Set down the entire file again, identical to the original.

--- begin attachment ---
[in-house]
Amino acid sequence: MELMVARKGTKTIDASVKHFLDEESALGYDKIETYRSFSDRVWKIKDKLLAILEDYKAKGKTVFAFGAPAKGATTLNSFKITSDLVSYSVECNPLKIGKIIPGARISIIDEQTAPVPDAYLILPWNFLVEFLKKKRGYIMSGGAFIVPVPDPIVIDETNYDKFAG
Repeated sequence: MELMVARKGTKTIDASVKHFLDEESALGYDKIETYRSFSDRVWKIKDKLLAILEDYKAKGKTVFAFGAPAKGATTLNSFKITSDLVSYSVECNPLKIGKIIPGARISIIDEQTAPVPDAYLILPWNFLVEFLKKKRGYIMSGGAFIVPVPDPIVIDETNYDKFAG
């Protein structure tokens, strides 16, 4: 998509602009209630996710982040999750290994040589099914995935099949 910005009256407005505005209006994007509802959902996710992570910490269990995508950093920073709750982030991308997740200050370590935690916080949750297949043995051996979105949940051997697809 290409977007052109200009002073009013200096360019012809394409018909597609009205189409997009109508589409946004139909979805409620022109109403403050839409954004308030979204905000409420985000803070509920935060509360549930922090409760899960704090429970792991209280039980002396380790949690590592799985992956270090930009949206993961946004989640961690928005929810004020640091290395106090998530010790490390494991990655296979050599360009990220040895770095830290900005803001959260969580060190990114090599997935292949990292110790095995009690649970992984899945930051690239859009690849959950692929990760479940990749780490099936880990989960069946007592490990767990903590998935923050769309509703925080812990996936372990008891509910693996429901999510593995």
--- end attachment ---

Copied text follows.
[in-house]
Amino acid sequence: MELMVARKGTKTIDASVKHFLDEESALGYDKIETYRSFSDRVWKIKDKLLAILEDYKAKGKTVFAFGAPAKGATTLNSFKITSDLVSYSVECNPLKIGKIIPGARISIIDEQTAPVPDAYLILPWNFLVEFLKKKRGYIMSGGAFIVPVPDPIVIDETNYDKFAG
Repeated sequence: MELMVARKGTKTIDASVKHFLDEESALGYDKIETYRSFSDRVWKIKDKLLAILEDYKAKGKTVFAFGAPAKGATTLNSFKITSDLVSYSVECNPLKIGKIIPGARISIIDEQTAPVPDAYLILPWNFLVEFLKKKRGYIMSGGAFIVPVPDPIVIDETNYDKFAG
């Protein structure tokens, strides 16, 4: 998509602009209630996710982040999750290994040589099914995935099949 910005009256407005505005209006994007509802959902996710992570910490269990995508950093920073709750982030991308997740200050370590935690916080949750297949043995051996979105949940051997697809 290409977007052109200009002073009013200096360019012809394409018909597609009205189409997009109508589409946004139909979805409620022109109403403050839409954004308030979204905000409420985000803070509920935060509360549930922090409760899960704090429970792991209280039980002396380790949690590592799985992956270090930009949206993961946004989640961690928005929810004020640091290395106090998530010790490390494991990655296979050599360009990220040895770095830290900005803001959260969580060190990114090599997935292949990292110790095995009690649970992984899945930051690239859009690849959950692929990760479940990749780490099936880990989960069946007592490990767990903590998935923050769309509703925080812990996936372990008891509910693996429901999510593995």